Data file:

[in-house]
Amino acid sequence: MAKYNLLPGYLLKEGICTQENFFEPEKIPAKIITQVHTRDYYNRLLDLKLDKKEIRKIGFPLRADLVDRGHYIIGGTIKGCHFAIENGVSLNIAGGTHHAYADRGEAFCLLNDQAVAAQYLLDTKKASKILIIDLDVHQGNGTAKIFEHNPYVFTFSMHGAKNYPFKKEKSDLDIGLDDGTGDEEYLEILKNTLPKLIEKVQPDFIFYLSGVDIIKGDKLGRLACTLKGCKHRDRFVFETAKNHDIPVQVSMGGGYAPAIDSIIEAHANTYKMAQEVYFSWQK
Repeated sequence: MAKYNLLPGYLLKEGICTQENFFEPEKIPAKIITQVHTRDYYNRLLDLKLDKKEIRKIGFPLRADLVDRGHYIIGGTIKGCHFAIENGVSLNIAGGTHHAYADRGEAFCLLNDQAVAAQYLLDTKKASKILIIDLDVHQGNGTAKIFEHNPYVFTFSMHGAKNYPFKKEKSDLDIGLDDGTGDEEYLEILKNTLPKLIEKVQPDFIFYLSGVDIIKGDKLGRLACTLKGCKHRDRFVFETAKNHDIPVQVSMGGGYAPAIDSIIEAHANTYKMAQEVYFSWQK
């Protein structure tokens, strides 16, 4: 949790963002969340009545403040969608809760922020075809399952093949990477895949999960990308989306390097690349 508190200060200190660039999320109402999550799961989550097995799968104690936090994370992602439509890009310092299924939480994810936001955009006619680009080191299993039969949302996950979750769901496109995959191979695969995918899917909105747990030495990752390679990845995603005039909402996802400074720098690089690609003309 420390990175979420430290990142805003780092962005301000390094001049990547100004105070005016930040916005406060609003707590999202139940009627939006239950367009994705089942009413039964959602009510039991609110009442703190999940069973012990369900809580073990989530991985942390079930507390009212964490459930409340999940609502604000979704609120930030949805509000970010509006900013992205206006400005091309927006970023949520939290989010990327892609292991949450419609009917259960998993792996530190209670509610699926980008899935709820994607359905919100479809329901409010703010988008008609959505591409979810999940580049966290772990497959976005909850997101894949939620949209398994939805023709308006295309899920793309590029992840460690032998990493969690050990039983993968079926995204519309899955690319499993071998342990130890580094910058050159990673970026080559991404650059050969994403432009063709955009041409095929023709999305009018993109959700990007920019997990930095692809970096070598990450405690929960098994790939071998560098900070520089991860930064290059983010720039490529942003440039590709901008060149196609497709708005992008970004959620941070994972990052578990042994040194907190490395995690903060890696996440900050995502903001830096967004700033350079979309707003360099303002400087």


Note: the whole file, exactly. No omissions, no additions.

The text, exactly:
[in-house]
Amino acid sequence: MAKYNLLPGYLLKEGICTQENFFEPEKIPAKIITQVHTRDYYNRLLDLKLDKKEIRKIGFPLRADLVDRGHYIIGGTIKGCHFAIENGVSLNIAGGTHHAYADRGEAFCLLNDQAVAAQYLLDTKKASKILIIDLDVHQGNGTAKIFEHNPYVFTFSMHGAKNYPFKKEKSDLDIGLDDGTGDEEYLEILKNTLPKLIEKVQPDFIFYLSGVDIIKGDKLGRLACTLKGCKHRDRFVFETAKNHDIPVQVSMGGGYAPAIDSIIEAHANTYKMAQEVYFSWQK
Repeated sequence: MAKYNLLPGYLLKEGICTQENFFEPEKIPAKIITQVHTRDYYNRLLDLKLDKKEIRKIGFPLRADLVDRGHYIIGGTIKGCHFAIENGVSLNIAGGTHHAYADRGEAFCLLNDQAVAAQYLLDTKKASKILIIDLDVHQGNGTAKIFEHNPYVFTFSMHGAKNYPFKKEKSDLDIGLDDGTGDEEYLEILKNTLPKLIEKVQPDFIFYLSGVDIIKGDKLGRLACTLKGCKHRDRFVFETAKNHDIPVQVSMGGGYAPAIDSIIEAHANTYKMAQEVYFSWQK
């Protein structure tokens, strides 16, 4: 949790963002969340009545403040969608809760922020075809399952093949990477895949999960990308989306390097690349 508190200060200190660039999320109402999550799961989550097995799968104690936090994370992602439509890009310092299924939480994810936001955009006619680009080191299993039969949302996950979750769901496109995959191979695969995918899917909105747990030495990752390679990845995603005039909402996802400074720098690089690609003309 420390990175979420430290990142805003780092962005301000390094001049990547100004105070005016930040916005406060609003707590999202139940009627939006239950367009994705089942009413039964959602009510039991609110009442703190999940069973012990369900809580073990989530991985942390079930507390009212964490459930409340999940609502604000979704609120930030949805509000970010509006900013992205206006400005091309927006970023949520939290989010990327892609292991949450419609009917259960998993792996530190209670509610699926980008899935709820994607359905919100479809329901409010703010988008008609959505591409979810999940580049966290772990497959976005909850997101894949939620949209398994939805023709308006295309899920793309590029992840460690032998990493969690050990039983993968079926995204519309899955690319499993071998342990130890580094910058050159990673970026080559991404650059050969994403432009063709955009041409095929023709999305009018993109959700990007920019997990930095692809970096070598990450405690929960098994790939071998560098900070520089991860930064290059983010720039490529942003440039590709901008060149196609497709708005992008970004959620941070994972990052578990042994040194907190490395995690903060890696996440900050995502903001830096967004700033350079979309707003360099303002400087």